45 where it would cause great harm to bathe in them. Though there are other springs that are not so entirely hot wherein it is possible to bathe without injury. I have traveled in the south, north, east and west and it seems to me that to the south and west

50 the fishing is best. In the north and east they have better things. There they can produce good woolen cloth (Wattman, Scottish wadmal) Because they have enough of sheep, cows and woolly goats.

55 Iceland is good at all ends, though those who want to travel there must endure much cold, hunger and thirst. There are so many lakes and waterfalls that men cannot count them all.

60 Thus, there is a great danger associated with traveling there, that I say right and true. If you want to travel there, you will seldom find a town or village. If you plan to travel in the highlands,

65 then you should bring with you a shelter or a tent. You should have provisions with you, and you will endure tremendous cold there. You will have to set up and stake down your tents because sometimes you cannot continue

70 and not travel or ride forward. Rain, snow and cold will teach you to avoid such journeys, not one stride in front of you, can you see, believe me about that. All the roads and paths are blown over with snow

75 and because you cannot see you cannot travel. You must have the taller mountains as markers and strengthen yourself on your food and drink. Many men freeze to death there, lose their lives because of hunger and thirst.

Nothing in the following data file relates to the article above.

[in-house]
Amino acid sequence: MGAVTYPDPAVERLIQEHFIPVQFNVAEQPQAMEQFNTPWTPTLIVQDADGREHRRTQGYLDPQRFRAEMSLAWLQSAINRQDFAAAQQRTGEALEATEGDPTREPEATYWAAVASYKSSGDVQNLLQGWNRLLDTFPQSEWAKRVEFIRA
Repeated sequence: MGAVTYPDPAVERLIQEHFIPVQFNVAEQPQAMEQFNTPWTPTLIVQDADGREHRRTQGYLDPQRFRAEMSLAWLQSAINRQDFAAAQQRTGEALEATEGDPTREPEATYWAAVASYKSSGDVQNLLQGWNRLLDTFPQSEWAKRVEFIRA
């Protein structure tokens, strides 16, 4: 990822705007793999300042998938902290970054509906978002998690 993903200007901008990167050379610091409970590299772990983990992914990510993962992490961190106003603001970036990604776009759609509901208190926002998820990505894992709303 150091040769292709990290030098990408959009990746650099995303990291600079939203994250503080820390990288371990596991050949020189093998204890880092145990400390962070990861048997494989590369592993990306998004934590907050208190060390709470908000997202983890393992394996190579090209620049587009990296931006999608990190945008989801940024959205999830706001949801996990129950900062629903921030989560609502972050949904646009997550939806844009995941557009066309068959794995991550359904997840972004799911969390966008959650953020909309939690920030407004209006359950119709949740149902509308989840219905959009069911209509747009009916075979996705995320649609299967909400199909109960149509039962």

80 You will not in Iceland run into any hares, roe deer, harts or hinds and no wild animals except white, grey and red foxes and in addition to this a lot of wild and untamed horses. The foxes kill a number of sheep.

85 And in the north white bears come on ice from Greenland. Much ice drifts ashore each year in the north and it is so massive and thick that no ship can approach. It is about 20 to 30 fathoms thick and very strong

90 so that it damages ships that run into it. Around St. Johann’s [end of June] or later men sail easily into harbors in the north because then the ice is mostly gone, and there they load sulfur in huge piles.

95 Sulfur is mined from the mountains in the north and horses must carry it to the sea, up the mountains and over, large and small so that they often die from it. Because of the high mountains, no wagons can be driven here

100 and that is why the horses carry the loads on their backs. I cannot write anything more about birds except that geese and ravens fly there. It is certain that the ravens in Iceland are bigger than in any other land.

“When they meet on the byways the one kisses the other on the mouth. They greet each other in this manner and show one to another their warm feelings. There is much gravel, but little sand and there are many strong people in the country.”

105 In the east and north there are a number of beautiful falcons, indeed men have a lot of fat for bait. There are many good white field hens [ptarmigan] all over the land, though there is no beer and no bread. I should also write about rye, wheat and barley,

110 which cannot grow in Iceland because of the cold. Apples, berries, peas, beans, flax and poppies cannot grow because of the cold. In general you will not find any fruits there and you must take them with you yourself.

115 And nothing grows there that men plant or sow, and nothing is harvested except grass. There are good fat rams and sheep there and the number of them is very great. The sheep there become fat in four weeks

120 and the goats are not raised better in any other land. All stallions and mares that are there are pack horses and sure-footed. Hazelwood, oak and birch are very expensive there and no other wood than birch grows there well.